The violence of black love
February 04, 2016 at 6:56 am
2016 was supposed to be different. It's been more of the heartbreaking same.
More than the sadness, frustration, anger and disappointment - I'm hurt.
I hurt for the women who have loved and laid down with someone. Who may have had a child with a person they truly never knew. The women who bear all the responsibility, blame and pain of childbirth and rearing. I know — I'm one of them.
I hurt for the women who dare to say no. Who don't believe that any sex being offered by a dude on the street is some she has to accept. Who protects her body and life from the outset before she becomes like the women above. I know — I've been her too.
But most of all?
I'm hurt by the men. Not just the ones who have committed these senseless acts against women and children but by the ones who are silent when this hits the social media streets. The ones who have everything to say when the police kills one of them but seem to eerily echo the #AllLivesMatter crew when a man kills a woman.
“This is a prime example of why women shouldn't have a baby by just anyone”
“She should've known better”
“She was probably rude. If she were polite, he probably wouldn’t have shot her”
Does this sound familiar? Some claimed Mike Brown was a thief. Others said that Tamir Rice was threatening. Many said, “if these thugs just followed the law, pulled up their pants, they wouldn't end up dead”.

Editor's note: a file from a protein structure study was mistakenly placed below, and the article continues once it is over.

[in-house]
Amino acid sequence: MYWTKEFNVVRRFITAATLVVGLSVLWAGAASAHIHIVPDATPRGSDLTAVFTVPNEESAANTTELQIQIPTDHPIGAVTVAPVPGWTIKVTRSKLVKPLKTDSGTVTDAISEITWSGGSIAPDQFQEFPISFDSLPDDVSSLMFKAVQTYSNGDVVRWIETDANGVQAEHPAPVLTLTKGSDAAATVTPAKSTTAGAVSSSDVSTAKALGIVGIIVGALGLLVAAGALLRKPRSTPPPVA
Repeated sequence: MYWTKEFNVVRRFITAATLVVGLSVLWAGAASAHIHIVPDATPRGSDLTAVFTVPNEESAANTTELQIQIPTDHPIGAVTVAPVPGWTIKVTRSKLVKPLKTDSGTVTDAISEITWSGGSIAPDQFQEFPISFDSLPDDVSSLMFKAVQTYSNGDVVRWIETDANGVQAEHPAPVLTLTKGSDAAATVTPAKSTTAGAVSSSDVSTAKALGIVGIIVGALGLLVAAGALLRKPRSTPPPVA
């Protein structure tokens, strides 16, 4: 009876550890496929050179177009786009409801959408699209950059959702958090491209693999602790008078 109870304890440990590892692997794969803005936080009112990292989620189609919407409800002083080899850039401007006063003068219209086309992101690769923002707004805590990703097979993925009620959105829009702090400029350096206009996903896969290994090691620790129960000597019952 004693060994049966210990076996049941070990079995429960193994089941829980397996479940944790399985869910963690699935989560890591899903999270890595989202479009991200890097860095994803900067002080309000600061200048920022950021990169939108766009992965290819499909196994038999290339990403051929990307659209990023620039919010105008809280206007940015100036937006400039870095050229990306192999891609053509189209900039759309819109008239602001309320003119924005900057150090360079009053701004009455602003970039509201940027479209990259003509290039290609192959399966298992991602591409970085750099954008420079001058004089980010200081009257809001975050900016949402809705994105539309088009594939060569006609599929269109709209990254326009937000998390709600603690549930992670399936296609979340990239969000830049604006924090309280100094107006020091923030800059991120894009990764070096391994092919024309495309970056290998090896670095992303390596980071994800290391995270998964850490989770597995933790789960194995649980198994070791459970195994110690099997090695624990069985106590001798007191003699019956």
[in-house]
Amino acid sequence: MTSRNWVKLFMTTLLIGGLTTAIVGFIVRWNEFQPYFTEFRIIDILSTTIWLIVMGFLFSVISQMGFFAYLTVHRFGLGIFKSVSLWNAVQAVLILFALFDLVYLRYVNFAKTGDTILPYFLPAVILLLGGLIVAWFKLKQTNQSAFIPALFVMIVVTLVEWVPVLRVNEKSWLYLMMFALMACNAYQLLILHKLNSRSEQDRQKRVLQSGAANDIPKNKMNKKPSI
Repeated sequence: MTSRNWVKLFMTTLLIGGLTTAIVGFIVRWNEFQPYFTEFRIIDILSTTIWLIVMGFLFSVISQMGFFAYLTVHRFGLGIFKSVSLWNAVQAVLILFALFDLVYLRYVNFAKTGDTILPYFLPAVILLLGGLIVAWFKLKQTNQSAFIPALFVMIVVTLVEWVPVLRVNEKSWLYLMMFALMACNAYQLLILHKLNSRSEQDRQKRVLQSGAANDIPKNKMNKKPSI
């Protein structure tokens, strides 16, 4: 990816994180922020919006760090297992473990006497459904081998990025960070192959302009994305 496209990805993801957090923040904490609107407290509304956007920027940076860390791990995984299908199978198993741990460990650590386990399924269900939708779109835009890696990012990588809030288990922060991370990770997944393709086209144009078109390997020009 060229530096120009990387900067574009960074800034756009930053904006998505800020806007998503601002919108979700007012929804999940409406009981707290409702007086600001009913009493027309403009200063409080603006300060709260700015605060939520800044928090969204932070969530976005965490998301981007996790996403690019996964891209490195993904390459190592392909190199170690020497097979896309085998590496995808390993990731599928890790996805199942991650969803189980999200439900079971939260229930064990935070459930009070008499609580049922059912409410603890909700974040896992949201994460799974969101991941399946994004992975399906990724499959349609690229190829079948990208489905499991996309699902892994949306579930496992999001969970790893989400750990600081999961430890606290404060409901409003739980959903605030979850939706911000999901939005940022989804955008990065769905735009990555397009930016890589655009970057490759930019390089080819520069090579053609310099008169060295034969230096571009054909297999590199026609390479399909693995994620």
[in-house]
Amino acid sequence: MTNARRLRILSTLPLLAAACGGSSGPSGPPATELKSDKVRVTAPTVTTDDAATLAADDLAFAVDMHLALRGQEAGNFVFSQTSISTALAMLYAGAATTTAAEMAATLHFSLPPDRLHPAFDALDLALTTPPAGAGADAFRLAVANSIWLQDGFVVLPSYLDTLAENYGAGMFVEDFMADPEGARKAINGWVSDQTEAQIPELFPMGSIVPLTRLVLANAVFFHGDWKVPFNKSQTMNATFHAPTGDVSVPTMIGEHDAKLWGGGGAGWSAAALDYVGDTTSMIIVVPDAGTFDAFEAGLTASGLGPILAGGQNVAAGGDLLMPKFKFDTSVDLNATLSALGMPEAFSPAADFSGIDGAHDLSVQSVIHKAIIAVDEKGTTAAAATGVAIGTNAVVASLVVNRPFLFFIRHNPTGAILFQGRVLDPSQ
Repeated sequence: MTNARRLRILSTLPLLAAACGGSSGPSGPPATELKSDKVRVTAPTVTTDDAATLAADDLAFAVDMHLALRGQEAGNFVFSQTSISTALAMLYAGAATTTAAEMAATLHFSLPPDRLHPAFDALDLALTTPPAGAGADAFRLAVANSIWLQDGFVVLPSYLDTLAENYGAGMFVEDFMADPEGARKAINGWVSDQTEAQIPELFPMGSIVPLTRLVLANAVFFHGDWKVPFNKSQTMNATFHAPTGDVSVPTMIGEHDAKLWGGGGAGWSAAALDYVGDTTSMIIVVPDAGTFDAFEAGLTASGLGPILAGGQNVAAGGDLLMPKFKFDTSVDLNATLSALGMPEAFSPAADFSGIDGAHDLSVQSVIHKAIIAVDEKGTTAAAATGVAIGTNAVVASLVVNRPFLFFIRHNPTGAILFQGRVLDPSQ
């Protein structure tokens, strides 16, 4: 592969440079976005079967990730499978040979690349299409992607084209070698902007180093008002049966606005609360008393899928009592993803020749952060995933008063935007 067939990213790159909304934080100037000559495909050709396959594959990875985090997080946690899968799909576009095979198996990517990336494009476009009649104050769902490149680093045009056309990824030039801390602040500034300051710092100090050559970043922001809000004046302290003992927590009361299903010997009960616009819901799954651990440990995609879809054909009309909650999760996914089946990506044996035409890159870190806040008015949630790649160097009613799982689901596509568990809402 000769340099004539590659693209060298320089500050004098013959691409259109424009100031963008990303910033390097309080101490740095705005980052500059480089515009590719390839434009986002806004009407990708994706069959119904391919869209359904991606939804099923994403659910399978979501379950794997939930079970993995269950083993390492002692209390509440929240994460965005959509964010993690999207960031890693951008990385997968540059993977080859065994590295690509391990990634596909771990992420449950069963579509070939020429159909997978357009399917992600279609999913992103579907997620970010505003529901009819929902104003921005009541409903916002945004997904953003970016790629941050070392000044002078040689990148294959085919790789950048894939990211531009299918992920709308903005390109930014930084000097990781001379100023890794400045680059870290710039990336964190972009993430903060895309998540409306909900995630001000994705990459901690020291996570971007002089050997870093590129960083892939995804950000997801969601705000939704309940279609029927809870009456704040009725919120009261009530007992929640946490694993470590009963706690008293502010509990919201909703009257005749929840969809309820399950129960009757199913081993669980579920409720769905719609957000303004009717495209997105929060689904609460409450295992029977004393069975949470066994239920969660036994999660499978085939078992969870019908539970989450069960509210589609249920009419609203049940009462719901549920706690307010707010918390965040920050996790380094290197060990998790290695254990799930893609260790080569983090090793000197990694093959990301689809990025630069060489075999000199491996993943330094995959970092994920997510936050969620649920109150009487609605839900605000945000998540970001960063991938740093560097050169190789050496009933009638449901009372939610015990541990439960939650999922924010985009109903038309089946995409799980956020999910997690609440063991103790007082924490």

That irresponsible victim blaming turns my stomach every time. Because we've seen the evidence that it doesn't work with our own eyes.
And the irony is that I, too, am mimicking the same group. Those that like to counter cries for justice with the: what about black on black crime? Forgetting that according to every law enforcement agency, MOST crime is INTRAracial. Humans primarily and overwhelmingly kill and hurt those that look like them.
All death at the hands of another human is wrong. Period. There's no first place in having your death be more senseless and unjustified than another. I can be horrified by Boko Haram. I can mourn en Francais for France. I can want the police to stop killing my brothers. AND I can want my brothers to stop killing us.
Racism didn't kill Neshante and her toddler. Systemic discrimination, prejudice and bias didn't kill Janese or Mary. Religious fanatics and ruthless power-hungry people didn't either.
But they are still dead. A boulder was dropped in a shallow puddle and this one act will have a lasting ripple effect on not just those that knew and loved these women.
If you are a black woman who knows and loves a black man...this will affect us all.
Although the media likes to remind us otherwise, I know that most of us date, procreate and marry each other. Healthy black love lives all around us. These acts make it just a little bit harder.
Life is already hard enough.